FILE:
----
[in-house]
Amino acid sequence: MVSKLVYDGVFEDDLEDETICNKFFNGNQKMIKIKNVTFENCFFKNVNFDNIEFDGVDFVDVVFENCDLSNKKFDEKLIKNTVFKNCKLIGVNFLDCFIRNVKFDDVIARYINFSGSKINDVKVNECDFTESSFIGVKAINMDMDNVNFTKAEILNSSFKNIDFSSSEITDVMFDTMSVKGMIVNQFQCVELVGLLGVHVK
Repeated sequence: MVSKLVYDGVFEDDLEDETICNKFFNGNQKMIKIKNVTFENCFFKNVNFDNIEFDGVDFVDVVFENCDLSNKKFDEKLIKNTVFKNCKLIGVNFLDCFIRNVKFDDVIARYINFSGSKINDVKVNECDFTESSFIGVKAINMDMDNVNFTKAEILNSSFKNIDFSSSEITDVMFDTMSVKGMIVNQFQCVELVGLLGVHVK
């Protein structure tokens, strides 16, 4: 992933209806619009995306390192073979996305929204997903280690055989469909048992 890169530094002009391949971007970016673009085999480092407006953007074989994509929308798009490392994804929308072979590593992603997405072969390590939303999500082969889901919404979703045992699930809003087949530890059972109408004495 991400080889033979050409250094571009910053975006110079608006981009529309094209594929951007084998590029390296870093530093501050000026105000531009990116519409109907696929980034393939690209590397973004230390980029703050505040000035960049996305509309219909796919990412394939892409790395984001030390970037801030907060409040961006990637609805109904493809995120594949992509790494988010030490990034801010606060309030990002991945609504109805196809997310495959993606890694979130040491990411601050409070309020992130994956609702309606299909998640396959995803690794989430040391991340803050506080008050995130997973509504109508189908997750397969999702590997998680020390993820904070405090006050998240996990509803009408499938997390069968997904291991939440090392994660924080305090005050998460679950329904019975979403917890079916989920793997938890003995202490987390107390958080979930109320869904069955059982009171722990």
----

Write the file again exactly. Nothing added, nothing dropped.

[in-house]
Amino acid sequence: MVSKLVYDGVFEDDLEDETICNKFFNGNQKMIKIKNVTFENCFFKNVNFDNIEFDGVDFVDVVFENCDLSNKKFDEKLIKNTVFKNCKLIGVNFLDCFIRNVKFDDVIARYINFSGSKINDVKVNECDFTESSFIGVKAINMDMDNVNFTKAEILNSSFKNIDFSSSEITDVMFDTMSVKGMIVNQFQCVELVGLLGVHVK
Repeated sequence: MVSKLVYDGVFEDDLEDETICNKFFNGNQKMIKIKNVTFENCFFKNVNFDNIEFDGVDFVDVVFENCDLSNKKFDEKLIKNTVFKNCKLIGVNFLDCFIRNVKFDDVIARYINFSGSKINDVKVNECDFTESSFIGVKAINMDMDNVNFTKAEILNSSFKNIDFSSSEITDVMFDTMSVKGMIVNQFQCVELVGLLGVHVK
């Protein structure tokens, strides 16, 4: 992933209806619009995306390192073979996305929204997903280690055989469909048992 890169530094002009391949971007970016673009085999480092407006953007074989994509929308798009490392994804929308072979590593992603997405072969390590939303999500082969889901919404979703045992699930809003087949530890059972109408004495 991400080889033979050409250094571009910053975006110079608006981009529309094209594929951007084998590029390296870093530093501050000026105000531009990116519409109907696929980034393939690209590397973004230390980029703050505040000035960049996305509309219909796919990412394939892409790395984001030390970037801030907060409040961006990637609805109904493809995120594949992509790494988010030490990034801010606060309030990002991945609504109805196809997310495959993606890694979130040491990411601050409070309020992130994956609702309606299909998640396959995803690794989430040391991340803050506080008050995130997973509504109508189908997750397969999702590997998680020390993820904070405090006050998240996990509803009408499938997390069968997904291991939440090392994660924080305090005050998460679950329904019975979403917890079916989920793997938890003995202490987390107390958080979930109320869904069955059982009171722990």